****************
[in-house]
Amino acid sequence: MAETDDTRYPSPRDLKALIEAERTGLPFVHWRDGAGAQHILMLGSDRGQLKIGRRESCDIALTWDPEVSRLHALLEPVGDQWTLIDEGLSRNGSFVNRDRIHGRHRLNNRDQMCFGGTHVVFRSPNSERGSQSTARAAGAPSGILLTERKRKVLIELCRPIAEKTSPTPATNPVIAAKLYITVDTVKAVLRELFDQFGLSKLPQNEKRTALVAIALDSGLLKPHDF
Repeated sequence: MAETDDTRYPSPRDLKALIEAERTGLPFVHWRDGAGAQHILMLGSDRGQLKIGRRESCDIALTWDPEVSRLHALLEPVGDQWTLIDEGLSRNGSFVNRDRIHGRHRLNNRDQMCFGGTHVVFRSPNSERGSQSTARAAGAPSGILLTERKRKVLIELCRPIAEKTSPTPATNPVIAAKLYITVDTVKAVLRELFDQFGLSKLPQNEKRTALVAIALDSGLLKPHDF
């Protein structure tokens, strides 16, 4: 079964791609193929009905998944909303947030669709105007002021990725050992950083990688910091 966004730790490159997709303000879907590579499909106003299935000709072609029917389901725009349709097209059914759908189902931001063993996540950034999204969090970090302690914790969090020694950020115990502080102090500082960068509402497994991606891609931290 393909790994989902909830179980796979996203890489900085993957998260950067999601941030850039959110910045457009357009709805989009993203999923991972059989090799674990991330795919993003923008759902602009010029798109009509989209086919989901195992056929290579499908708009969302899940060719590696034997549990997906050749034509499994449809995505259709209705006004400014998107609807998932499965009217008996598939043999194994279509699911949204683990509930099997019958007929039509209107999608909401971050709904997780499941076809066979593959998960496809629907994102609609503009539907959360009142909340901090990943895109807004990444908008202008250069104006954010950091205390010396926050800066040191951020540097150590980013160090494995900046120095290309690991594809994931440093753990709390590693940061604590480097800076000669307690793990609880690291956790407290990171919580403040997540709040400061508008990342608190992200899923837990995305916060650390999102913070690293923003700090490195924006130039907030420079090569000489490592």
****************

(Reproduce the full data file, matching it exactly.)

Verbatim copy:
[in-house]
Amino acid sequence: MAETDDTRYPSPRDLKALIEAERTGLPFVHWRDGAGAQHILMLGSDRGQLKIGRRESCDIALTWDPEVSRLHALLEPVGDQWTLIDEGLSRNGSFVNRDRIHGRHRLNNRDQMCFGGTHVVFRSPNSERGSQSTARAAGAPSGILLTERKRKVLIELCRPIAEKTSPTPATNPVIAAKLYITVDTVKAVLRELFDQFGLSKLPQNEKRTALVAIALDSGLLKPHDF
Repeated sequence: MAETDDTRYPSPRDLKALIEAERTGLPFVHWRDGAGAQHILMLGSDRGQLKIGRRESCDIALTWDPEVSRLHALLEPVGDQWTLIDEGLSRNGSFVNRDRIHGRHRLNNRDQMCFGGTHVVFRSPNSERGSQSTARAAGAPSGILLTERKRKVLIELCRPIAEKTSPTPATNPVIAAKLYITVDTVKAVLRELFDQFGLSKLPQNEKRTALVAIALDSGLLKPHDF
């Protein structure tokens, strides 16, 4: 079964791609193929009905998944909303947030669709105007002021990725050992950083990688910091 966004730790490159997709303000879907590579499909106003299935000709072609029917389901725009349709097209059914759908189902931001063993996540950034999204969090970090302690914790969090020694950020115990502080102090500082960068509402497994991606891609931290 393909790994989902909830179980796979996203890489900085993957998260950067999601941030850039959110910045457009357009709805989009993203999923991972059989090799674990991330795919993003923008759902602009010029798109009509989209086919989901195992056929290579499908708009969302899940060719590696034997549990997906050749034509499994449809995505259709209705006004400014998107609807998932499965009217008996598939043999194994279509699911949204683990509930099997019958007929039509209107999608909401971050709904997780499941076809066979593959998960496809629907994102609609503009539907959360009142909340901090990943895109807004990444908008202008250069104006954010950091205390010396926050800066040191951020540097150590980013160090494995900046120095290309690991594809994931440093753990709390590693940061604590480097800076000669307690793990609880690291956790407290990171919580403040997540709040400061508008990342608190992200899923837990995305916060650390999102913070690293923003700090490195924006130039907030420079090569000489490592």